Mar 07

Accessing the web using Lua

As a follow-up to a previous post: "Getting started with Lua" I will go into a bit of how to use Lua to access web pages and retreive information over the web. In particular this post wil be about using Lua, Lua socket (for web access) and LuaRocks (for managing Lua modules) to access the Twitter api.

So there are a couple of tools I used to access the web from Lua that I wanna go through first.

  1. LuaRocks
  2. LuaRocks is defined as a tool that allows you to install Lua modules as self-contained packages called "rocks", which also contain version dependency information (see: After installation it's as easy as luarocks install [name of luarock]. There are more functions that will be listed after just typing luarocks on the command line.

  3. LuaSocket
  4. According to the website "LuaSocket is a Lua extension library that is composed by two parts: a C core that provides support for the TCP and UDP transport layers, and a set of Lua modules that add support for functionality commonly needed by applications that deal with the Internet." Sound perfect for the use case of accessing the web from a Lua script.

  5. Twitter API
  6. Twitter is a famous tool to exchange 140 characters long messages. I offers a nice API that will be useful for testing the web access. In particular the paragrph about using A command line is all you need to use the Twitter API is of interest.

Use LuaRocks to install LuaSocket

LuaRocks makes this step really easy. All you need to do is type

luarocks install luasocket

on the command line to install the LuaSocket module to your system. To test if everything worked, use the lua shell and type

-- Use the luarocks module to load from the 'rocks' module
-- Load the specific rock: 'socket'

If everything is correct this should run without an error.

Use LuaSocket to access the Twitter API

Now that LuaSocket is installed properly we can use it to access the web. For that we first have to load the required modules:

-- use luarocks to load the modules
-- load the http module
local io = require("io")
local http = require("socket.http")
local ltn12 = require("ltn12")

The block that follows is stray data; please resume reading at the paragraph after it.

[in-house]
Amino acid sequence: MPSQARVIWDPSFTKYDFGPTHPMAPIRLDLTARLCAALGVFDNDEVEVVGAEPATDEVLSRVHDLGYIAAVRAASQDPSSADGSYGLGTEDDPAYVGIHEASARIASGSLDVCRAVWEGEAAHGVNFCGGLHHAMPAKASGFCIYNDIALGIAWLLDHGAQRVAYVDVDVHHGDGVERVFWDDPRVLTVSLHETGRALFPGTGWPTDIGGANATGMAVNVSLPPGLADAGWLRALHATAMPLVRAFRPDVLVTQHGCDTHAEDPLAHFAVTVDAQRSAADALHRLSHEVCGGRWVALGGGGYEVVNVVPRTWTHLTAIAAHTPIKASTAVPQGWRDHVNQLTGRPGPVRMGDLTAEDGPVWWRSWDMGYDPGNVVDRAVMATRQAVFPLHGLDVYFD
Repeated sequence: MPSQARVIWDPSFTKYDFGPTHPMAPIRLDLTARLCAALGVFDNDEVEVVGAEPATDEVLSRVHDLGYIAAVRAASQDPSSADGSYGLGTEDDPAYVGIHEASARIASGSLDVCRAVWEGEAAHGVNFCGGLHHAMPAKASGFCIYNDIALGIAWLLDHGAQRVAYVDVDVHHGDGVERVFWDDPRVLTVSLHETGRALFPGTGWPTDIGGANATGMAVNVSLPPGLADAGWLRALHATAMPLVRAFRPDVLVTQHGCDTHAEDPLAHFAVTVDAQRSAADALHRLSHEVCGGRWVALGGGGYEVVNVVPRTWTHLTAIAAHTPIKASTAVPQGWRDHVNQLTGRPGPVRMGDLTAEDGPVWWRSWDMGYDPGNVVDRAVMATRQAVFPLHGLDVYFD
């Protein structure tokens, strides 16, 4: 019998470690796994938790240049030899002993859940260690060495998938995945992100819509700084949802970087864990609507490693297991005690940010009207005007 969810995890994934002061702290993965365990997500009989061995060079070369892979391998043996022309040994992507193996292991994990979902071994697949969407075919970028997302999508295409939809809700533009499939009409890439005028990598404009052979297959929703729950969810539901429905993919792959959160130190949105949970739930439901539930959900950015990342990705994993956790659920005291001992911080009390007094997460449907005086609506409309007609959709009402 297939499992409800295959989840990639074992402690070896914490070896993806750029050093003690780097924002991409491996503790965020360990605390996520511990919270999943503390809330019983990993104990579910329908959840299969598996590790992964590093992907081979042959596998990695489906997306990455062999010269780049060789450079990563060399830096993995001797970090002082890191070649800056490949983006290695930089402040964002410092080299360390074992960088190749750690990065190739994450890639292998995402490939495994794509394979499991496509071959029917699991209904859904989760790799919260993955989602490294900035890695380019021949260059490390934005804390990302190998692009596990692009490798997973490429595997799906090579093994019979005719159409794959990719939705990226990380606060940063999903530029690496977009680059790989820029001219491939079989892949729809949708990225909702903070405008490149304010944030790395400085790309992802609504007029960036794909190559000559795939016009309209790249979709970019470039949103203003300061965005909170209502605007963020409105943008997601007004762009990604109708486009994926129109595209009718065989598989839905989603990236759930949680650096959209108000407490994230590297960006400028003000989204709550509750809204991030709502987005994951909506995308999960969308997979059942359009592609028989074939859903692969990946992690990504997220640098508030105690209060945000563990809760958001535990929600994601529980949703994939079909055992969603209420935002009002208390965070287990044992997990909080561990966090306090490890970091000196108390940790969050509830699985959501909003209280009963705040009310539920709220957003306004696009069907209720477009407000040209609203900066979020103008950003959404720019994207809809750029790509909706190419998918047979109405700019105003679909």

This loads the required modules and binds the module to the http namespace which makes it easier to use later.

As for every access to a web page you need an URL, we need to construct one. The URL is a simple string that will be handed over to the http module. We just have to get the user login information in order to access the timeline of the user's friends:

print("Enter username: ")
username =
print("Enter password: ")
password =
authentication = username .. ":" .. password
myurl = "http://" .. authentication .. ""

All there is left to do now is to hand over the URL to the http module to perform the request:

url = myurl,
sink = ltn12.sink.file(io.stdout)

The sink parameter will write the result of the request to a lnt12 compatible target (in our case this is the standard output).

This should give you the output of your timeline in form of a XML file. There are more formats available, such as JSON or RSS. I commited the lua file to my Git repository. I hope this will help others to get started using Lua on the web and / or using the Twitter API. There are a lot of chances in both of them. My plan is to use this tiny lua script and extend it to use it as a "full" twitter client ;-) ... Well a command line twitter client using Lua. Next step is to send a statud update from lua to twitter as so far this is only a request to retreive data. I also need to get into more depth using the LuaSocket module. Stay tuned if you are interested and please do leave a comment and / or feedback. Thanks!